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Infant and young child feeding: Appropriate infant feeding practices are crucial for child survival and development

breastfeeding is recommended for the first six months of life.
© UNICEF Mozambique
Breastfeeding is recommended for the first six months of life.

MAPUTO, Mozambique, 22 August 2011 – Exclusive breastfeeding is recommended for the first six months of life. After this, children should receive solid, semi-solid and soft foods in increasing frequency, along with continued breastfeeding. Breastfeeding can be continued to two years of age and beyond. The WHO recommends that breastfeeding be initiated immediately after birth, when the newborn’s sucking reflex is strong.

The Ministry of Health approved in early 2009 a comprehensive five-year communication and social mobilization plan to promote, protect and support breastfeeding. In 2008, 63 per cent of newborns were put to the breast within one hour after birth. This compares with a figure of 65 per cent in 2003. Eighty-eight per cent of newborns were put to the breast within one day of birth in 2008. Exclusive breastfeeding rates in children under six months old in Mozambique increased significantly between 2003 and 2008 (from 30 to 37 per cent), but the level remains low in absolute terms. Exclusive breastfeeding decreases rapidly with age of the baby; from 57 per cent for the zero-to-one month age group to 17 per cent in the four-to-five month age group.

The main items given to newborns that interfere with exclusive breasfeeding are water and solid, semi-solid or soft foods. A qualitative study in Maputo City and the provinces of Gaza, Tete, Zambezia and Nampula showed that mothers have heard of the recommendation to breastfeed exclusively, but feel that they are not able to put their knowledge into practice, since other family members insist that they should give their baby water, traditional medicines and/or solid, semi-solid or soft foods. This suggests that communication efforts should focus on eliminating these items from the diet and include family members and communities in efforts to communicate that breast milk contains sufficient water and nutrients for children less than six months old, and that mothers need practical and emotional support for breastfeeding.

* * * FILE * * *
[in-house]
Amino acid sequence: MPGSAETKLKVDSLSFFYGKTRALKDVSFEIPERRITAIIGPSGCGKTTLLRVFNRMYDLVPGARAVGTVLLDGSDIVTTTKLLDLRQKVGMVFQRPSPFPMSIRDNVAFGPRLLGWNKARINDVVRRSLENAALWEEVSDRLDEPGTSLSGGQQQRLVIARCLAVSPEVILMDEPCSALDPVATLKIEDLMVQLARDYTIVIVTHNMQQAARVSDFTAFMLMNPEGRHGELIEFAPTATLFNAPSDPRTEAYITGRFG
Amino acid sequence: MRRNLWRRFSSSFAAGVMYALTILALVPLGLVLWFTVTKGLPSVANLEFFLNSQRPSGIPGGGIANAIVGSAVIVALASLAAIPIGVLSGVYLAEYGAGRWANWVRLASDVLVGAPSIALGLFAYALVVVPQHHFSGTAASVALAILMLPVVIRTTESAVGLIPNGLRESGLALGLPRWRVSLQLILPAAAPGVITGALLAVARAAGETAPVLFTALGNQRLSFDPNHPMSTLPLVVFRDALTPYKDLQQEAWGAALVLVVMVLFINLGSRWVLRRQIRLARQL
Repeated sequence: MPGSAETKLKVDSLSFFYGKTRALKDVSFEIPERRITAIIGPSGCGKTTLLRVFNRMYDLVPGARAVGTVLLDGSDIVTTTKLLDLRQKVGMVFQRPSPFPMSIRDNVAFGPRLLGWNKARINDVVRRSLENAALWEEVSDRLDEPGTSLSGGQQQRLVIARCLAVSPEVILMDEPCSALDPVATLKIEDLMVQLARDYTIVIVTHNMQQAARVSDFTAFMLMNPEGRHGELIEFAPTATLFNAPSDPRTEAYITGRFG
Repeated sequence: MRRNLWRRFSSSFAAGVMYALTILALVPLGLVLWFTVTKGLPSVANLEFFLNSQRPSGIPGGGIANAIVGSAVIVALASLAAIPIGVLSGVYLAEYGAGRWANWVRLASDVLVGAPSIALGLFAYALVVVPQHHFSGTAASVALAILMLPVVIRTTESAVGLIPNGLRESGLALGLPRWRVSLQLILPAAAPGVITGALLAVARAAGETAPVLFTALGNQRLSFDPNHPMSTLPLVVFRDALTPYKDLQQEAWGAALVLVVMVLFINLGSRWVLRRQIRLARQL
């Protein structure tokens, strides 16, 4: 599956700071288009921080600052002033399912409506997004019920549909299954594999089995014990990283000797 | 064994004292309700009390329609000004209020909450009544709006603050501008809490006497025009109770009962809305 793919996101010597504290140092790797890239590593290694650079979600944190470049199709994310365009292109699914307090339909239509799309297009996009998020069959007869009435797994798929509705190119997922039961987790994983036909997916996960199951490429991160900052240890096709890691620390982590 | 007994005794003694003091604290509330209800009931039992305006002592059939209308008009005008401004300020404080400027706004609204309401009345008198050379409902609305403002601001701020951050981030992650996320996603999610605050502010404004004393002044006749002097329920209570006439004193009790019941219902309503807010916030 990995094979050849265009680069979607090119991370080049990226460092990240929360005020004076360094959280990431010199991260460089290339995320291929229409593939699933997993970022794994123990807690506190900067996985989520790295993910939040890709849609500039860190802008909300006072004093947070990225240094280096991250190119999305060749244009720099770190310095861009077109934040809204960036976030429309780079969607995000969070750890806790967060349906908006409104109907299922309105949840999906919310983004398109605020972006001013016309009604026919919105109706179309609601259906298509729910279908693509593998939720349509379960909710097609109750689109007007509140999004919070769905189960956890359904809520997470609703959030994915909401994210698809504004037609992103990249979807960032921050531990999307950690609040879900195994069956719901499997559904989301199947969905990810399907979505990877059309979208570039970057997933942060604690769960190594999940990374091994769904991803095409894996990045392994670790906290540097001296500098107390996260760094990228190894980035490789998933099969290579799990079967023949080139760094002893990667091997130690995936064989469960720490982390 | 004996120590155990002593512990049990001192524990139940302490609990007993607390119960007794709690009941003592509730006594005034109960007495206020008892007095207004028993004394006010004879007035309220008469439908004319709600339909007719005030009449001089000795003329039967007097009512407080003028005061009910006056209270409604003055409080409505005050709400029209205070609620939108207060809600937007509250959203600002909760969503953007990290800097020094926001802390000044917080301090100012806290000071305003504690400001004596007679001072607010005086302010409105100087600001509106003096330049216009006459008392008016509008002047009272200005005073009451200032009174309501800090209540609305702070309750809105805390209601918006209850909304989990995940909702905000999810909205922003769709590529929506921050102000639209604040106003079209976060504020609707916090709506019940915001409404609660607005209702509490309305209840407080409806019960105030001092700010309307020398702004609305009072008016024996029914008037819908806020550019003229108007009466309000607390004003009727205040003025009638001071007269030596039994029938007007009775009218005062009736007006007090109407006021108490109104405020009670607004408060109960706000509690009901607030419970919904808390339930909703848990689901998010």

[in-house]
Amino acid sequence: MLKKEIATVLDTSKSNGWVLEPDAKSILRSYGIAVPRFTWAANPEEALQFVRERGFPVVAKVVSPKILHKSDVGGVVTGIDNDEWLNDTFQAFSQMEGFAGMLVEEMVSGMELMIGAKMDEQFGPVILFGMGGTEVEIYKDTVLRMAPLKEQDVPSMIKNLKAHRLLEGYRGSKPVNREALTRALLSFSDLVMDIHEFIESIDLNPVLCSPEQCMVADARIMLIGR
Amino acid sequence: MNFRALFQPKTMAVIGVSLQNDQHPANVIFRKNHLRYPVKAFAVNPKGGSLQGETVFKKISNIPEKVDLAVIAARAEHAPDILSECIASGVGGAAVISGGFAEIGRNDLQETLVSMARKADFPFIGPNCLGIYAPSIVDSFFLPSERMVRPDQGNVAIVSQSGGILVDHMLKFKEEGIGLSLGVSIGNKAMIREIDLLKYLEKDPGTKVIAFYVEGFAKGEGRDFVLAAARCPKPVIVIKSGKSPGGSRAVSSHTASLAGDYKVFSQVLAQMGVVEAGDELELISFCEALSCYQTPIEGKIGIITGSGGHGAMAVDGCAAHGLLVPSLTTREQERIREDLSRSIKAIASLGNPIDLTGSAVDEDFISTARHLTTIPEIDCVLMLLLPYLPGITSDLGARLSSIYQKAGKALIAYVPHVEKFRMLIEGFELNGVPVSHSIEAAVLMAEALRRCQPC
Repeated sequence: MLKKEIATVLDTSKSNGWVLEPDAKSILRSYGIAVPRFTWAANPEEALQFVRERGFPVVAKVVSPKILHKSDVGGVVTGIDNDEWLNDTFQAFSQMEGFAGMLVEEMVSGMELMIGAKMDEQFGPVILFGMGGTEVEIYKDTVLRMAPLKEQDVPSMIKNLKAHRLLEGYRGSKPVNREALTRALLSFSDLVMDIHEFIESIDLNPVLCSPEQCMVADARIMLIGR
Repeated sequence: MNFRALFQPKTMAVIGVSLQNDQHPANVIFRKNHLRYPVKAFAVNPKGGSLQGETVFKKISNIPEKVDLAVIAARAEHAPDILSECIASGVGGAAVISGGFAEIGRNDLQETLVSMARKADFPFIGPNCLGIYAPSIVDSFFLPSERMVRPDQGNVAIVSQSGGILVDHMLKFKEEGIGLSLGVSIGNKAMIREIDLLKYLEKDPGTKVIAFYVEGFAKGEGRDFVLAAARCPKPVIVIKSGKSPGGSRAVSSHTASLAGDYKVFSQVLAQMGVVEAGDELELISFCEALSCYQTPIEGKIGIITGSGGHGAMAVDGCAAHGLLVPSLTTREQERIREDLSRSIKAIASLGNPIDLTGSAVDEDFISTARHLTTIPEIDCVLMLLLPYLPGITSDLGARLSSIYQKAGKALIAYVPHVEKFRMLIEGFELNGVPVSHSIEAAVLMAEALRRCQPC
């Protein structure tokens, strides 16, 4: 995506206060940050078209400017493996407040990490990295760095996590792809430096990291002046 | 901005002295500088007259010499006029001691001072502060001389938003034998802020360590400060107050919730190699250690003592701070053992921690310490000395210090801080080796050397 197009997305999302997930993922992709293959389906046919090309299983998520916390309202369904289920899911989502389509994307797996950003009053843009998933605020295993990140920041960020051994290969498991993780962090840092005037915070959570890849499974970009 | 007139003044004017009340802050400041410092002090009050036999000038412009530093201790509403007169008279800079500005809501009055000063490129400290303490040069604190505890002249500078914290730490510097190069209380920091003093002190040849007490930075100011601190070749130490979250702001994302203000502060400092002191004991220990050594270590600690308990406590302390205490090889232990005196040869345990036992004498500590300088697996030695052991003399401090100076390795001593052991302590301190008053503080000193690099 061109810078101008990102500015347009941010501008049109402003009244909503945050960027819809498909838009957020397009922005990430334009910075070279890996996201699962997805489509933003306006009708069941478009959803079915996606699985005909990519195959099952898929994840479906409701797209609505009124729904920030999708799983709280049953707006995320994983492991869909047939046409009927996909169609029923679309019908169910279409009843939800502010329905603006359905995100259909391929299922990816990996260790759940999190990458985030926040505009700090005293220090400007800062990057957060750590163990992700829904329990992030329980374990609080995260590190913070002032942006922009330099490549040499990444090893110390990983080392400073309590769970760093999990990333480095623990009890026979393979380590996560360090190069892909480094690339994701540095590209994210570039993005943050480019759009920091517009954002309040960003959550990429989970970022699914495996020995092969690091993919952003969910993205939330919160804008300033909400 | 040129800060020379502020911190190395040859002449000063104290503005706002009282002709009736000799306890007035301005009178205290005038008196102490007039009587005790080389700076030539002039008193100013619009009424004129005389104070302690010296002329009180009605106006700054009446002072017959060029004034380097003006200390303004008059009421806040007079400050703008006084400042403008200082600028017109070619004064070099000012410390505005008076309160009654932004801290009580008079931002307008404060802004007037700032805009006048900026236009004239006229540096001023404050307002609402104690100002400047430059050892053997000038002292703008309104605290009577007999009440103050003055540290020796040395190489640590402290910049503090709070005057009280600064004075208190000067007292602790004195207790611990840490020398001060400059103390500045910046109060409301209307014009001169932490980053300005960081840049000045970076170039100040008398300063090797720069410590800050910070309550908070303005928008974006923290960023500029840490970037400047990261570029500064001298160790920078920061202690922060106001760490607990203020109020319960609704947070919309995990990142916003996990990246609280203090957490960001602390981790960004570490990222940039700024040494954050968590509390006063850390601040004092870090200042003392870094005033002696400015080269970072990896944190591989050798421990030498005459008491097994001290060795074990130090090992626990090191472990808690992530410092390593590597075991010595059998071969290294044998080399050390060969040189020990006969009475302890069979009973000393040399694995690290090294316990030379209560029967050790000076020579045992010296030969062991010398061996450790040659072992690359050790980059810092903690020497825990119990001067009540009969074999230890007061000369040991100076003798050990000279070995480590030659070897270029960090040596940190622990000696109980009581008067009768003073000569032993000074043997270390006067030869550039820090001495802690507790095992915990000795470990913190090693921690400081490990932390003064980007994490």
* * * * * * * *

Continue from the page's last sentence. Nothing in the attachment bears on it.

The median duration of breastfeeding in 2008 was reduced to 18 months, from 22 months in 2003. This is a cause of concern, since breast milk still provides key nutrients and protects against disease for children between 12 and 23 months of age. Continued breastfeeding is most important when children are sick and lose their appetite for other foods, but continue to be breastfed.

After six months, solid, semi-solid and soft foods need to be introduced into children’s diet, with an adequate frequency. For children between six and eight months of age, this is two to three times per day, and for children between nine and eleven months, it is three times per day, in addition to breast milk. On average, only half of children aged six to eleven months received the minimum recommended number of meals, and there is significant variability between provinces. For example, 71 per cent of children in the relevant age group are being appropriately fed in Niassa compared with 32 per cent in Inhambane.

For more information, please contact:

Arild Drivdal, UNICEF Mozambique, tel. (+258) 21 481 100; email: maputo@unicef.org

Gabriel Pereira, UNICEF Mozambique, tel. (+258) 21 481 100; email: maputo@unicef.org

 

 
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